Quick Question: Who is to blame — the children who, though adorable, are apparently feral, or me for failing to write the legislation appropriately?
The Situation: Ran out of toilet paper yesterday.
We had an entire bag full of it, and yet when I needed it, it was gone. Vanished. POOF. Disappeared in a cloud of TP smoke. I imagine. Since I wasn’t there to witness the actual disappearance.
On the bright side, my children leave dirty clothes scattered just everywhere in our house, especially the bathrooms, so used socks and T-shirts suffice where toilet paper is lacking. Yes, I know it’s gross. I assure you I’m thoroughly aware of the exactly how repulsive it is to use a sweat and dirt crusted sock to wipe oneself. But people who live in the jungle must use what’s at their disposal, yes? Yes. Don’t judge.
I went on a mission to find the missing toilet paper. I swear we had a bag full. And since I just recently gave my children the Toilet Paper Speech again, its absence was a mystery. For those of you who live pristine, lovely lives — and pretty please message me all the details because I swear on Jesus’ Holy Name I need a few precious moments to live vicariously through you — the Toilet Paper Speech goes like this, liturigcal reading style:
Parent: Darling, darling children whom I love to pieces — sweet children who I endlessly adore — what, pray tell, is toilet paper for?
Children: For wiping!
Parent: And, beautiful babies, who are precious in God’s sight, what exactly do we wipe with toilet paper?
Children: Our butts. Also, vaginas if we have them.
Parent: And, little ones who seek to obey their parents and honor them all the days of their lives, are there exceptions to this rule?
Children: Yes, but only two.
Parent: And what are those two exceptions, cherubs?
Children: Wiping up our pee dribbles and poop smears on or around the toilet. Also, bloody noses.
Children: Because “Thou shalt not leave the water closet without conducting a detailed search for body fluids left behind. We are like the Marines; we never leave a man behind.”
Parent: And? …
Children: And we wash our damn hands!
Parent: Yes! Yes, abidingly perfect tiny humans. Yes. This is an Eternal Truth, and doing this will make Jesus happy. And it shall make your mother less likely to screech at you from the toilet. What, however, do we not use toilet paper for?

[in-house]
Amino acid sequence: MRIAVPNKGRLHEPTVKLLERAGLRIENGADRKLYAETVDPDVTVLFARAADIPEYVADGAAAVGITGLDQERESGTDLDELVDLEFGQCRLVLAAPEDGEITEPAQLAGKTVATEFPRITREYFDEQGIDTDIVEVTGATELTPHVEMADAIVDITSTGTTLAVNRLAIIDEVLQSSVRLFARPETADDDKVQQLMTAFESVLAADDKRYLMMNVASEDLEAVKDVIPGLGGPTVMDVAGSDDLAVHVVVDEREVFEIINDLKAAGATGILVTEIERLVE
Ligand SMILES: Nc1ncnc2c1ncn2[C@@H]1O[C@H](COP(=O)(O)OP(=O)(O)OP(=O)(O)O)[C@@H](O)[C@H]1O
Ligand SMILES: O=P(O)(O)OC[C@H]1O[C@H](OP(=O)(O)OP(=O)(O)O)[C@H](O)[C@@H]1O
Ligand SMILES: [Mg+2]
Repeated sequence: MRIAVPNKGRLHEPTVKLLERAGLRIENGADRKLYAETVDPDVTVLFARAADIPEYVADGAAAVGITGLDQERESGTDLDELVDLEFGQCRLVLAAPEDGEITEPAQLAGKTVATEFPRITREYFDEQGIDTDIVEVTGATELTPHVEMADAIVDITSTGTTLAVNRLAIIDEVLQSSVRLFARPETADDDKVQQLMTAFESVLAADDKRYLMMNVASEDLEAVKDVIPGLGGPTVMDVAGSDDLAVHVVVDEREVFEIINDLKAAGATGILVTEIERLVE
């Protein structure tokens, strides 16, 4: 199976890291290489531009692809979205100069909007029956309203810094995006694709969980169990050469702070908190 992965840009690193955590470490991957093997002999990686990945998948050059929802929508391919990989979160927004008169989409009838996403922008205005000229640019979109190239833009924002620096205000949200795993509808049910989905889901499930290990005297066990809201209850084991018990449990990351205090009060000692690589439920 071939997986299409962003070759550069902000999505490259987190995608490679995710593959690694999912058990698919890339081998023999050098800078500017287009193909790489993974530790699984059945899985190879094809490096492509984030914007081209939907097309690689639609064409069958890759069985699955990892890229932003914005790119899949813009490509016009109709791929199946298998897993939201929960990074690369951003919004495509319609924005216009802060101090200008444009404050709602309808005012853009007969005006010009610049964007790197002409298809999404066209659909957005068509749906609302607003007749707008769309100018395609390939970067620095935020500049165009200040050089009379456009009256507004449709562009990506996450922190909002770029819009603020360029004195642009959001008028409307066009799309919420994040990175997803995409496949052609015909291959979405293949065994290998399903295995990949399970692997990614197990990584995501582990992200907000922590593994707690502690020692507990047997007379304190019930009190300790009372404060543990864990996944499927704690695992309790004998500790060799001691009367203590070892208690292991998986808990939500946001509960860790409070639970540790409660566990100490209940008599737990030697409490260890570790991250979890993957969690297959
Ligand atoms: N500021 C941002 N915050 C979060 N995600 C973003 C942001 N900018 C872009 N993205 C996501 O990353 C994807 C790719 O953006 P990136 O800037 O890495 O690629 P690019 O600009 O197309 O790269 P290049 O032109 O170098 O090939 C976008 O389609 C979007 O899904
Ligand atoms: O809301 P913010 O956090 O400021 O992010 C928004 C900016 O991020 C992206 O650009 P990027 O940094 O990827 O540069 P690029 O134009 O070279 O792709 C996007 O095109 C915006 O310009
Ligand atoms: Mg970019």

Children: Neither for cleaning the sink when it is chore time and we are too lazy to find the sponge, nor for mopping the floor because climbing the stairs to find an ancient towel from the laundry room is too odious. Neither for decorating our rooms, nor for wadding up to have a giant snowball fight. Neither for hiding under the front porch so we can take a dump without coming all the way inside, nor for wiping up the gallon of red sugar-free fake juice product we spilled on the floor.
Parent: Yes, sweet babies. Yes, all of this is true. And all God’s people said…
You can see why I was baffled. We are CLEAR on toilet paper in these parts. TP = for body fluids only, and only while ensconced in the toilet area.
I found the bag later, FYI. It was in the garbage. The whole thing.
I hollared up the stairs. “HEY! WHY IS THE TOILET PAPER IN THE GARBAGE? SERIOUSLY. GEEZ.”
And Greg hollared back. “Found it in the bathroom. Someone peed in it. The whole bag.” I could hear the eye-rolling in his voice. “I threw it away. Got TP on the shopping list.”
Sweet Jesus on a cracker. Who pees in a WHOLE BAG of toilet paper?? Rhetorical question. Obviously, a Woolsey child does. A Woolsey child looks at the toilet and looks at the full bag of toilet paper. A Woolsey child thinks to himself toilet paper is for body fluids, and a Woolsey child deposits his body fluids there. It’s not even technically against the rules. This is the problem with the Letter of the Law.
Lord love a duck.
So, quick question over to you: Who is to blame — the children who, though adorable, are apparently feral, or me for failing to write the legislation appropriately?
I fear I know the answer.
P.S. We do not know who the culprit is. And, although I suspect it’s one of the children with a built-in hose, we didn’t conduct an investigation. Not a formal one. Not an informal one. Nope; we didn’t even ask. Greg found a urine-soaked bag of TP in the bathroom, threw it away, we’ve been wiping ourselves with socks, and our spray-happy child only had to tolerate his mother walking through the house yelling, “SERIOUSLY? SERIOUSLY?? YOU TOOK OUT A WHOLE BAG OF TOILET PAPER WITH PEE? That is DISGUSTING. This is NOT a game of Halo where your penises are your guns and your pee your ammunition. The toilet paper is NOT your enemy. KNOCK. THAT. SHIT. OFF. Never again. DO YOU ALL HEAR ME? NOT AGAIN.” There was giggling from several corners of the house, and we did nothing. Zero. Zilch. That is how apathetic we are these days. We’re winning at parenting, I tell you. Winning.